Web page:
a second buffer circuit having an input coupled to said output of said second level shift circuit and an output coupled to said control input of said fourth clamp device, wherein said second buffer circuit switches its output to follow said output of said second level shift circuit.
13. The integrated circuit of claim 12, wherein said substrate bias circuit further comprises:
a first select circuit having a control input, said first select circuit comprising:
a fifth clamp device coupled between said first supply conductor and said first bias rail;
a first switch coupled between said first bias rail and said first output of said substrate bias circuit; and
wherein said first select circuit selectively activates one of said fifth clamp device and said first switch based on said control input of said first select circuit;
a second select circuit having a control input, said second select circuit comprising:
a sixth clamp device coupled between said second supply conductor and said second bias rail;
a second switch coupled between said second bias rail and said second output of said substrate bias circuit; and
wherein said second select circuit selectively activates one of said sixth clamp device and said second switch based on said control input of said second select circuit; and
wherein said first output of said control circuit is coupled to said control input of said first select circuit and a wherein said second output of said control circuit is coupled to said control input of said second select circuit, wherein said control circuit controls said first and second select circuits to clamp said first bias rail to said positive core voltage and to clamp said second bias rail to said reference voltage when said functional block is in said active state, and to drive said first bias rail to said first bias voltage and said second bias rail to said second bias voltage when said functional block is in said low power state.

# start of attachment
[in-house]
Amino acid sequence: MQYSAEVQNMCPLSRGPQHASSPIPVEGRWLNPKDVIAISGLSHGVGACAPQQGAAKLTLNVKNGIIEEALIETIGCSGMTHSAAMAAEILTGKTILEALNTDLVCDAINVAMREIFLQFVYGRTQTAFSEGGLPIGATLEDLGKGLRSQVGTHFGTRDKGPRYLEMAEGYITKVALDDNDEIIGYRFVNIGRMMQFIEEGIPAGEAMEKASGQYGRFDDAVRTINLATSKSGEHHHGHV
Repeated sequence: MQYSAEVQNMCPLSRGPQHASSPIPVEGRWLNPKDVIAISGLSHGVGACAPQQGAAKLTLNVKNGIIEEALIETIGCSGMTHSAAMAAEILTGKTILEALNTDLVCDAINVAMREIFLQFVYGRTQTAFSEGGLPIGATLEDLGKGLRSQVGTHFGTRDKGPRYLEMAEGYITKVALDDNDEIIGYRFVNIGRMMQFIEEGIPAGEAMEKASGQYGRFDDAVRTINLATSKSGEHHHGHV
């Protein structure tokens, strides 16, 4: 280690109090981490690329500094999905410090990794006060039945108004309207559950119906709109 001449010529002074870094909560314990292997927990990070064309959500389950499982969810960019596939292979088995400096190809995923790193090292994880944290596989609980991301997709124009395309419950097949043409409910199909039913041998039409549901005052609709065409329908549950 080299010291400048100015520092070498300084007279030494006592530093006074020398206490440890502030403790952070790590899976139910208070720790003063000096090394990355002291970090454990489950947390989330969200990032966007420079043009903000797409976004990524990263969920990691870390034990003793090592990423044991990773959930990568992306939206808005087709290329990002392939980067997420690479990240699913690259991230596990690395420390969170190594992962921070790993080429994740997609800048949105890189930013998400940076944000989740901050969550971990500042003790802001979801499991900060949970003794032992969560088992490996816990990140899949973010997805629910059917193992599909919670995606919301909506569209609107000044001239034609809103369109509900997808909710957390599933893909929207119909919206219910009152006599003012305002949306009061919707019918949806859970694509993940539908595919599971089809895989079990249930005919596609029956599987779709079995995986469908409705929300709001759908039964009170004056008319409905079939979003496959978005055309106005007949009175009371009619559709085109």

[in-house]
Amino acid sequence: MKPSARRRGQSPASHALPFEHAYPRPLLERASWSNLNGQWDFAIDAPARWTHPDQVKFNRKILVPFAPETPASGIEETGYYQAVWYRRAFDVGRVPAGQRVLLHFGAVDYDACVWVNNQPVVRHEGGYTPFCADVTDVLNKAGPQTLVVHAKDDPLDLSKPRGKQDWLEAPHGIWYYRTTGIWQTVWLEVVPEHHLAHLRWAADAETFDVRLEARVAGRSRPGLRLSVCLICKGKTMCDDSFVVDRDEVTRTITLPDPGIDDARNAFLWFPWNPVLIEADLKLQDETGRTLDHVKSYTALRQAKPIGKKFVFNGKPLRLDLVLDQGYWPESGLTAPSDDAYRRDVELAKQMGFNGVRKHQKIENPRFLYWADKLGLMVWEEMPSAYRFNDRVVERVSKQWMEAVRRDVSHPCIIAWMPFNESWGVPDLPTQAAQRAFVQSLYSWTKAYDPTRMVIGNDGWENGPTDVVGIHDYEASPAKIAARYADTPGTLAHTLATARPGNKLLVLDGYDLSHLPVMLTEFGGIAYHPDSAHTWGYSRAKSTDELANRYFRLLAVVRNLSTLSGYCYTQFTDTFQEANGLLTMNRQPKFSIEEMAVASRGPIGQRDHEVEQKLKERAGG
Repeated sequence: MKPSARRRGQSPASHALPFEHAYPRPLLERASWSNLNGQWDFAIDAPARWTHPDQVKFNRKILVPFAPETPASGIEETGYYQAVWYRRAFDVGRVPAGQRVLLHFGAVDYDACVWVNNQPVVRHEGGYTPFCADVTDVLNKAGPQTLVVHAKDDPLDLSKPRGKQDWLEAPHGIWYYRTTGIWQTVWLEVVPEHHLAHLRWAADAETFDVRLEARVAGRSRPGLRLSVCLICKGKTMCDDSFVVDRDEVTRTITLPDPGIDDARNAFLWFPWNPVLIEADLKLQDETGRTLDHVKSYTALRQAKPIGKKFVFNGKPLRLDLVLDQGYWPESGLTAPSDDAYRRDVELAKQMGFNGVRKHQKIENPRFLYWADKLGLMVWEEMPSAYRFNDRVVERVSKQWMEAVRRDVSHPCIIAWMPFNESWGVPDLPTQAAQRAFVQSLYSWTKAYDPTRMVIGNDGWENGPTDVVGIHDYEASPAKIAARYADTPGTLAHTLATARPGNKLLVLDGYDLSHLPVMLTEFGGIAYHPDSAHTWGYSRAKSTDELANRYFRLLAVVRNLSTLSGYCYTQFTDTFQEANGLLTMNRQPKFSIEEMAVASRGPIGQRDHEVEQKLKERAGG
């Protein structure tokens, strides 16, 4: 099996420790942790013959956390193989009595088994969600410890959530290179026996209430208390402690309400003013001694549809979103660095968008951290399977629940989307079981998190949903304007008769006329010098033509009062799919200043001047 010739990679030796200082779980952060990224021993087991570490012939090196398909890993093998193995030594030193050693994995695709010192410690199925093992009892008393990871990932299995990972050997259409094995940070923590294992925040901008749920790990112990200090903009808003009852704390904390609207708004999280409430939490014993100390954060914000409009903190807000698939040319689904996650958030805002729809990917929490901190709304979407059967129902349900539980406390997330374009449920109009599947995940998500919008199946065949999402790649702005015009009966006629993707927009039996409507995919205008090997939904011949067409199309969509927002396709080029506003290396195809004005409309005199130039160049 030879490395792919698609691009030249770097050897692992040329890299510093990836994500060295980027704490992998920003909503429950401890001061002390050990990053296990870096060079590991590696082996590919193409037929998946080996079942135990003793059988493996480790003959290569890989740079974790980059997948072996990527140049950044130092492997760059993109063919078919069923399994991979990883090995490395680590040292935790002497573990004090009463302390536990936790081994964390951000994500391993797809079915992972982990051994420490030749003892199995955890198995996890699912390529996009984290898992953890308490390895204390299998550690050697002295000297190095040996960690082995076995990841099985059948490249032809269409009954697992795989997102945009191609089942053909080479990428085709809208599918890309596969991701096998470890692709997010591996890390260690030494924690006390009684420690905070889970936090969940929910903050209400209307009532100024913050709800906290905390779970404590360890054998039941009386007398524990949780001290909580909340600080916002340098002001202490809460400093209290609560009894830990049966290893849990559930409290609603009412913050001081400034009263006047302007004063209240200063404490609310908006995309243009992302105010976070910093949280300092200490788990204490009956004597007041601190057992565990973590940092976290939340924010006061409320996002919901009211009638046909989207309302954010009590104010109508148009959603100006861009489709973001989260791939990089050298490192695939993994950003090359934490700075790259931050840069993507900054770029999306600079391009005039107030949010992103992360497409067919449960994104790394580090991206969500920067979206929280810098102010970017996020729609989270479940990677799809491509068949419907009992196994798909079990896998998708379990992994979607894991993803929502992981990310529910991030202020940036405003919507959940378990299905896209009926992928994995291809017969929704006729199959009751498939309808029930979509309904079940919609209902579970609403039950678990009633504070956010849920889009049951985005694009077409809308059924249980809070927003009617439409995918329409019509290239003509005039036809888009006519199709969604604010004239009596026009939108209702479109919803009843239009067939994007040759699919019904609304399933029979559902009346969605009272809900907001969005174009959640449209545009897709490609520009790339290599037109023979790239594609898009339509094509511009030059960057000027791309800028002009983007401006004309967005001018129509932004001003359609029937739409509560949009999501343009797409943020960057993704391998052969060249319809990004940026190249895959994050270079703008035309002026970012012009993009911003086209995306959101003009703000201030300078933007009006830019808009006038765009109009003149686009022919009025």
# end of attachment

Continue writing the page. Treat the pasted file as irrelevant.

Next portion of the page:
14. The integrated circuit of claim 13, wherein:
said first select circuit further comprises:
a P-type level shift circuit having an input coupled to said first output of said control circuit and an output providing a first level-shifted voltage between said reference voltage and said first bias voltage;
a first inverter having an input receiving said first level-shifted voltage and an output which switches between said reference voltage and said first bias voltage;
said fifth clamp device comprising a first P-channel device having a source coupled to said first supply conductor, a drain and substrate coupled to said first bias rail, and a gate receiving said first level-shifted voltage; and
said first switch comprising a second P-channel device having a source coupled to said first output of said substrate bias circuit, a drain and substrate coupled to said first bias rail, and a gate coupled to said output of said first inverter; and
wherein said second select circuit further comprises:
an N-type level shift circuit having an input coupled to said second output of said control circuit and an output providing a second level-shifted voltage between said positive core voltage and said second bias voltage;
a second inverter having an input receiving said second level-shifted voltage and an output which switches between said positive core voltage and said second bias voltage;